The only son of convicted murderer and prison escapee Richard W. Matt finds it hard to believe authorities failed to take greater precautions in making sure his father remained behind bars.
“You know he has escaped before. He has a genius IQ. I can’t believe they let this happen,” said 23-year-old Nicholas Harris, who recalled his father bragging to him and his mother about how he had attempted to escape from a Mexican prison and ended up being shot.
“He said he made it up to the roof of the prison and got shot in the shoulder. He pulled down his shirt and showed us the bullet wound. This guy has bullet holes on his body. He’s been shot like nine times. It’s like they can’t kill him. He showed me the scars on his forearms from another time he escaped,” Harris said Monday during an interview outside his family’s Southtowns residence, where he cares for his disabled mother.
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As a frantic, nationwide manhunt was underway Monday after Matt and convicted cop killer David P. Sweat escaped from Clinton Correctional Facility in the Adirondacks, Harris said he hopes the father that he knows just well enough to be afraid of does not make his way to this end of New York State.
Harris says the family stories about his father, who also has a daughter, are frightening.
“My father broke into my mother’s house in Tonawanda and beat her,” Harris said. “I was an infant when it happened.”
Police records substantiate that attack.
Matt, according to his son, seemed doomed from the start to be on the wrong side of the law.
“He was left as an infant in a car. Everybody is born innocent, but he was raised around crime. Then he went into foster care,” Harris said.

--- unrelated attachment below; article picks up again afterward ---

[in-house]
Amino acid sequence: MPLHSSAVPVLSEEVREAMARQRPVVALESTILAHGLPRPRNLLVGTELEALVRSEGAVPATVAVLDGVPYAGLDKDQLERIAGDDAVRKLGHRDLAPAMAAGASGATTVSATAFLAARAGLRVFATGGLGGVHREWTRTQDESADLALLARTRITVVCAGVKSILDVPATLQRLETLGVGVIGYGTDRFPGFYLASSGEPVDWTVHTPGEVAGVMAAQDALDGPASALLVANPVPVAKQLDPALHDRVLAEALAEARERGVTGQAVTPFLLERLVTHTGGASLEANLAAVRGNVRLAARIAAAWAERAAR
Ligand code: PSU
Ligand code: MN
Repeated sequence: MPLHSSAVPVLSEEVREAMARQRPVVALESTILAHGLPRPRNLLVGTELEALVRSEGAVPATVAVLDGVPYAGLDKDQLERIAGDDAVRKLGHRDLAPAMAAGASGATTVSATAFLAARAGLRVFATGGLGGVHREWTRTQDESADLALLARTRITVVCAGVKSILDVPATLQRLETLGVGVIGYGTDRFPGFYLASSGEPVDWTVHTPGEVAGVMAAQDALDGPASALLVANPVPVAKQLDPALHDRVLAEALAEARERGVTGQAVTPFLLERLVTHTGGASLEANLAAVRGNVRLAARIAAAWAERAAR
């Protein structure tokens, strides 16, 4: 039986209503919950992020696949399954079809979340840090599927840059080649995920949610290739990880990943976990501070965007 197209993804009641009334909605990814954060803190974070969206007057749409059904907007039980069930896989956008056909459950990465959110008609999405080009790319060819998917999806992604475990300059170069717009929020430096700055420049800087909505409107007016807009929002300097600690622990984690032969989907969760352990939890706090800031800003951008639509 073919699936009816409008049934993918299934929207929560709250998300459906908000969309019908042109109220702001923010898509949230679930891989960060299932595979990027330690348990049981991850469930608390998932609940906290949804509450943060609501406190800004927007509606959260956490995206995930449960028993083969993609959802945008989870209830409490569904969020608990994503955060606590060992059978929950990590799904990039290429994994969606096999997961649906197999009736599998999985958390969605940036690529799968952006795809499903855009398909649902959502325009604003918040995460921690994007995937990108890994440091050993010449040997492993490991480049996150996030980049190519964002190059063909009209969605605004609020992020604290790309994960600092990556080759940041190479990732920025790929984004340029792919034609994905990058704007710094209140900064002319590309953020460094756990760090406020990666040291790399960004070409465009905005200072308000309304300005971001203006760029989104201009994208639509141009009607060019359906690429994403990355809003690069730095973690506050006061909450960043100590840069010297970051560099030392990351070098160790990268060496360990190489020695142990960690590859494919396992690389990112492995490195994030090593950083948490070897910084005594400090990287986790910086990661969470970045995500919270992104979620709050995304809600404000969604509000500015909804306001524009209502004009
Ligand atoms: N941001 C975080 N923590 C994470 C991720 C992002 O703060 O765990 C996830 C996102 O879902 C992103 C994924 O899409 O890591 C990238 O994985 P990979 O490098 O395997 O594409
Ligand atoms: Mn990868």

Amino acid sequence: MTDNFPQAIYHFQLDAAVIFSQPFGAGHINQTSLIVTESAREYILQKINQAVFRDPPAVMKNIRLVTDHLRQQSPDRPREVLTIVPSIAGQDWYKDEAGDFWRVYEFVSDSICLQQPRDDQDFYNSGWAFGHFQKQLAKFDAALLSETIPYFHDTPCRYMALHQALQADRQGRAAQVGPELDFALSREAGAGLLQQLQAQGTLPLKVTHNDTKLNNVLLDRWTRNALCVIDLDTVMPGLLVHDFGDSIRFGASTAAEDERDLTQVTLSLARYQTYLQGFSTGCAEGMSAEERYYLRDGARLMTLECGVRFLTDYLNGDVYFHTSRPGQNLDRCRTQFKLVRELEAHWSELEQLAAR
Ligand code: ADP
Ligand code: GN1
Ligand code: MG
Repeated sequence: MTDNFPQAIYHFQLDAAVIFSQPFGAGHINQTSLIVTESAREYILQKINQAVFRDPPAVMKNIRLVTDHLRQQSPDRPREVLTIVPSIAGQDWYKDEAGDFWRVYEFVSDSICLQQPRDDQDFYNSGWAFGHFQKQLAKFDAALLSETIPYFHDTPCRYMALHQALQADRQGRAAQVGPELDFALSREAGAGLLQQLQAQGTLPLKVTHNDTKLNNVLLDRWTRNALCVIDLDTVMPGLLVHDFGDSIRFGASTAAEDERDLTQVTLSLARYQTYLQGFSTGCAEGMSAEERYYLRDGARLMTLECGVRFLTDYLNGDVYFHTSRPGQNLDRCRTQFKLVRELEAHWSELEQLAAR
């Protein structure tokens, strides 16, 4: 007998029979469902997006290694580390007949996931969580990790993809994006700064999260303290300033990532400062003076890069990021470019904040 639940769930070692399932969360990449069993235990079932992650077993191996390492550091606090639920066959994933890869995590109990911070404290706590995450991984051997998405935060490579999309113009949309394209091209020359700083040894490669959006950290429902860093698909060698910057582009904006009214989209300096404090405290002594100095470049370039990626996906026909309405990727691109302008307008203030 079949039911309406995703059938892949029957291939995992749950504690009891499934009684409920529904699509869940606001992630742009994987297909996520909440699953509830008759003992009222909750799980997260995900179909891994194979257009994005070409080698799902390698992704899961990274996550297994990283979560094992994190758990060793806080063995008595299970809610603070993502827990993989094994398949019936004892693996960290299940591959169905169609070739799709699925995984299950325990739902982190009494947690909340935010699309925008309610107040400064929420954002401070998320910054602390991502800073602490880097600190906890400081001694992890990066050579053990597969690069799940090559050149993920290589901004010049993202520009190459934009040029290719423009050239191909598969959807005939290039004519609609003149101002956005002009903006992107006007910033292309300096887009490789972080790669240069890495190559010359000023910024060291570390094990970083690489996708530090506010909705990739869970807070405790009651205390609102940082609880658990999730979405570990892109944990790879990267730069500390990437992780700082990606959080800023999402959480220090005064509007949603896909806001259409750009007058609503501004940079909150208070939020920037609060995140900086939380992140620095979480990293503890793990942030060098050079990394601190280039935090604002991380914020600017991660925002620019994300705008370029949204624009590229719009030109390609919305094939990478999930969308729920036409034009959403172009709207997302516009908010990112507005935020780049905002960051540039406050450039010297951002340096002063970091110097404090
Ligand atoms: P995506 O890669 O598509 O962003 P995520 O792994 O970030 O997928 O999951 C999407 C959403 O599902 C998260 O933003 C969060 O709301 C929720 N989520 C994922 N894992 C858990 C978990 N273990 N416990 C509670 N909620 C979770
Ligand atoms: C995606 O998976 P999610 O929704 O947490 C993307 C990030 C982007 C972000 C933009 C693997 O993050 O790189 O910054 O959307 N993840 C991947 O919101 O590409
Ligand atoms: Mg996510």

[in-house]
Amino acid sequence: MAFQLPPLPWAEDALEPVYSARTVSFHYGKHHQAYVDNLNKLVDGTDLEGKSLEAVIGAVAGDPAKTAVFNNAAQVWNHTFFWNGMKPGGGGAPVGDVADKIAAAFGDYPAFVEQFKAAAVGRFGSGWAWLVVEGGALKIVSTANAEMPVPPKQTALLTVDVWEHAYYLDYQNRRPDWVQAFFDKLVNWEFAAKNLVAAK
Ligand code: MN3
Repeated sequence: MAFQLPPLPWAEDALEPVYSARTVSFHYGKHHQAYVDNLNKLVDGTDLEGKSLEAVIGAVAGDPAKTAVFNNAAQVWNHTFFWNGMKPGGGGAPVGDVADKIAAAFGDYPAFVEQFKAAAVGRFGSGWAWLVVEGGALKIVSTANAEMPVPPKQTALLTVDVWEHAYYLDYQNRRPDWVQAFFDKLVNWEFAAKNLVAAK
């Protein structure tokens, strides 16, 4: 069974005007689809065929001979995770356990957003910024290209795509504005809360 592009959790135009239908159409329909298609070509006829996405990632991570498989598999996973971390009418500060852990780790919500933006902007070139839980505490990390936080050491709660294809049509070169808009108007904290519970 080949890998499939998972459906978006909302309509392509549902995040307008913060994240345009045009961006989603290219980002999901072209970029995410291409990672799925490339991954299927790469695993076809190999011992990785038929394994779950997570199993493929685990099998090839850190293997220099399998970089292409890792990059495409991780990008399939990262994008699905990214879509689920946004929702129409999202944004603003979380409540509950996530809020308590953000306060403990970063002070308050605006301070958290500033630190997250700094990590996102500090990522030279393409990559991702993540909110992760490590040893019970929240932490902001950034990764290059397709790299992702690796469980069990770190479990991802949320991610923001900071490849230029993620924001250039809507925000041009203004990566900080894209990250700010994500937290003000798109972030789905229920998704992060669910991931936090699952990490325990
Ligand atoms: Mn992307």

A Buffalo police source said that Matt’s father was frequently arrested decades ago in the Broadway-Fillmore neighborhood.
“I arrested him at different times and I can tell you the father was a piece of garbage,” the police source said.
In the City of Tonawanda, where Matt and his older brother, Robert, ended up being raised in foster care, a resident on the block where they lived also said that Matt’s father was often in trouble with the law and that was why the boys ended up in foster care placement.
Matt’s brother and father are deceased, Harris and acquaintances of the family said.
As for Harris’ early recollections of his father, he says they are vague. Richard Matt was in and out of prison. But Harris says he has clear memories of meeting his father several years ago at the Niagara County Jail in Lockport.
“He makes an impression that lingers with you,” said Harris, who is on a leave of absence from college to care for his mother. “My father has always wanted to have a relationship with me.”
And so after Matt was brought back here in 2007 from Mexico, where he had been arrested years earlier and jailed without a trial for killing a man in a barroom fight, Harris visited his father. That’s when Matt regaled his then-teenage son with the story of his attempted Mexican jailbreak, Harris said.
Harris also got a look at the scars on his father’s forearms from a 1986 escape at the Erie County Correctional Facility in Alden.
Showing an old snapshot of his father to a Buffalo News reporter, Harris pointed to a forearm in the photograph and said, “Look, you can see the scars.”